If the former, Clark is implicitly calling for a military capable of carrying out a unilateral, interventionist foreign policy, we run into a lot of serious policy concerns. G.W.'s vision of the U.S. is that of a nation which will eschew world opinion or press our allies into nominal troop commitments in order to claim broad international support for overseas adventurism. A larger military not only facilitates that type of foreign policy, if you look at the history of the Bush Administration's Middle East policy it provides no assurance that there will not be similar military overreach. We had plenty of troops to invade and occupy Afghanistan. We still had plenty of troops to invade Iraq, although not enough to occupy the nation. But even at that level, Bush was willing to deprive Afghanistan of troops in order to advance operations in Iraq. With 100,000 more troops, does Clark truly believe that Bush would have been satisfied and would have bolstered occupation forces in both nations to prevent the backsliding in Afghanistan and chaos in Iraq? Or would we presently be occupying another country - Syria, Iran, maybe both?

Perhaps Clark imagines that no G.W. will ever again control the White House, and instead his favored candidate, Hillary Clinton, will be our next President. What does Clark envision that she would do with an expanded military? If she intends to draw down forces in Iraq, functionally ending the occupation, what need does he envision? If he favors an interventionist policy toward the world's low-level conflicts, with long-term U.S. troop commitments at occupation levels, I wish he would say so directly - particularly if he believes that Hillary Clinton would share that approach. And if not, why the call for more troops?

There's Such A Thing As Over-Analyzing....

Describing terrorism, Alan B. Krueger writes,
There's even a cold logic to the time of day that terrorists pick for their attacks, which also suggests a rhythm that's far from random. My analysis of U.S. government data from the National Counterterrorism Center reveals that terrorists are most likely to strike in the morning -- in time to enter the day's news cycle.
Leaving aside for the moment the fact that for years now we have had a 24-hour news cycle, perhaps there is a more obvious answer. When you are engaged in furtive, criminal acts, it is easier to avoid detection at night, and with daylight and daytime activity it becomes harder to either complete a crime or get away with it.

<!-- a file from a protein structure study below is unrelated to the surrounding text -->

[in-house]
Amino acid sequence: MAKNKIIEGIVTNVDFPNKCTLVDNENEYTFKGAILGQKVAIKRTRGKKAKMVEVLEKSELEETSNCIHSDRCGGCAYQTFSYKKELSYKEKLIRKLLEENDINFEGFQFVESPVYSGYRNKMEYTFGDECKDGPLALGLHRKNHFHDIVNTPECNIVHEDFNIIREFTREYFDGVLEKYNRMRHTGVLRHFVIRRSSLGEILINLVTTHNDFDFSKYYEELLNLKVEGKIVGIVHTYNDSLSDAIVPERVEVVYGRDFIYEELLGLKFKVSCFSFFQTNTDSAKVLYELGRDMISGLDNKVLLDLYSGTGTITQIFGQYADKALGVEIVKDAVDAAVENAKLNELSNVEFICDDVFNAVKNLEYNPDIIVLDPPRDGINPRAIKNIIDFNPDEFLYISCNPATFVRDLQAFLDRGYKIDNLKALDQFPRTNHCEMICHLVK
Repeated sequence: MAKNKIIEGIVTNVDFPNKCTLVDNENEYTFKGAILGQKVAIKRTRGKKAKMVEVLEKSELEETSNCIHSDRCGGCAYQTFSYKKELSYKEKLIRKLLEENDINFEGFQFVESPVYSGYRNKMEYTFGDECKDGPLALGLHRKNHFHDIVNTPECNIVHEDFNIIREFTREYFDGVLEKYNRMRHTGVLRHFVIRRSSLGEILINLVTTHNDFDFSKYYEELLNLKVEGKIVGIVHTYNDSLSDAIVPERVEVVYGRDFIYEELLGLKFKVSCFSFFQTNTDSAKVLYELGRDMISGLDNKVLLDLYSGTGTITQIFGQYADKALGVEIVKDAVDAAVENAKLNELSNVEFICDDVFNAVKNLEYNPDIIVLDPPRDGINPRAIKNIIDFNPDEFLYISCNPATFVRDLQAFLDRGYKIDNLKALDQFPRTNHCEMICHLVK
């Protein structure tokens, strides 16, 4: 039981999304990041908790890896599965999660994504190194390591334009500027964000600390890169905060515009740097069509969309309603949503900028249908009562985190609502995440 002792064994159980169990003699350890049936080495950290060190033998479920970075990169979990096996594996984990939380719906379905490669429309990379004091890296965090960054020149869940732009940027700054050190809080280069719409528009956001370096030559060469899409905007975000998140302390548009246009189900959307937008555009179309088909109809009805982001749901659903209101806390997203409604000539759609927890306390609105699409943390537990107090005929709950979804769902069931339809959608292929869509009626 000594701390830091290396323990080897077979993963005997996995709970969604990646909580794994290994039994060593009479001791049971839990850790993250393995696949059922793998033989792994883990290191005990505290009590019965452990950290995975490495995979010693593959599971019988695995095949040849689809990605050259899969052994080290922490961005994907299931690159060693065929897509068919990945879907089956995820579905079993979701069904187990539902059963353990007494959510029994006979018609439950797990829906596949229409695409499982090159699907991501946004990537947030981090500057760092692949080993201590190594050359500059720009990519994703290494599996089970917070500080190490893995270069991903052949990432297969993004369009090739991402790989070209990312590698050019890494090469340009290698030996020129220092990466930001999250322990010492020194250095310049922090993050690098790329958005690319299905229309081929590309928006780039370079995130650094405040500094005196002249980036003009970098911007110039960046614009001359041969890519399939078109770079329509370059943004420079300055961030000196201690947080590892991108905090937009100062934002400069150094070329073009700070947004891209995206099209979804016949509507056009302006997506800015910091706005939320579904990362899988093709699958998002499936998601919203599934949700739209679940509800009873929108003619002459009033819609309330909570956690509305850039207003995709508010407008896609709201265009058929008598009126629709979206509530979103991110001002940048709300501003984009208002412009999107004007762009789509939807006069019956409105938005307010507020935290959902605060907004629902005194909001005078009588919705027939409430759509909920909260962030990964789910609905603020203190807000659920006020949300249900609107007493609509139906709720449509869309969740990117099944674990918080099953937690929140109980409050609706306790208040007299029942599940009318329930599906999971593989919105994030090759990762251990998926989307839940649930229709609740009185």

Thursday, September 13, 2007

When Bulk Email Goes Wrong....

I received this today:

I was recently in contact with , who referred me to you. suggested that you would be in charge of evaluating a web conferencing service that helps reduce costs, increase productivity, and drive sales.
How compelling....

Tuesday, September 11, 2007

Cornering A Witness

How hard is it for Senators and Members of Congress, some of whom like to brag about their experiences as prosecutors, to corner a witness?
Is it reasonable to expect that we will be able to withdraw our troops from Iraq in less than 1,000 years?
If the answer is still, "I can't promise that they'll be home within that timeframe", you have a concession that no matter how successful the surge we're still potentially looking at endless war.

If you get a more likely, "Of course I expect them to be home within a millennium," you drop down to a century. If the answer is then, "I can't promise that they'll be home in less than 100 years", you have the follow-up question, "So it is your confident prediction that sometime in the next 100 to 1,000 years we can start bringing our troops home?"

If you get a commitment to a century, you drop to fifty years.... If you get a commitment to fifty years, you drop to twenty-five. At some point the person being questioned will have to stop saying, "I expect the troops to be home within that timeframe" and revert to, "I can't commit to that", and you have a range of years (be it "100 to 1,000", "50 to 100", "25 to 50", or something else) that is likely to get a lot of press attention....

McCain On "The Surge"

Today John McCain was arguing that the Democratic Party should be happy with the position of General Petraeus that "the surge" is working and that there will (possibly) be a "reduction" in troop levels to pre-surge levels in about a year. It's not such a bad talking point, but beyond that isn't very coherent.
  • A "surge" has to end, or it is an "escalation". It was thus a foregone conclusion that if we were going to keep calling this a "surge" it would have an ending point.

  • If "the surge" ends with no political progress, there is no reason to believe that further troop withdrawals are possible or even advisable if you wish to even maintain the status quo.

  • The military successes of "the surge" do not automatically translate into political success. If "the surge" brings about none of the political reforms and improvements promised at its inception, the surge can be an unqualified military success yet still be a political failure. (Surely McCain has heard reference to armed conflicts were "we won every battle, yet lost the war".)

If General Petraeus is comfortable predicting an end to "the surge" by next July, why isn't he comfortable describing a timetable for additional troop reductions after that date?

I would venture that it is because he continues to expect that number of troops to remain in the field for at least another five to ten years.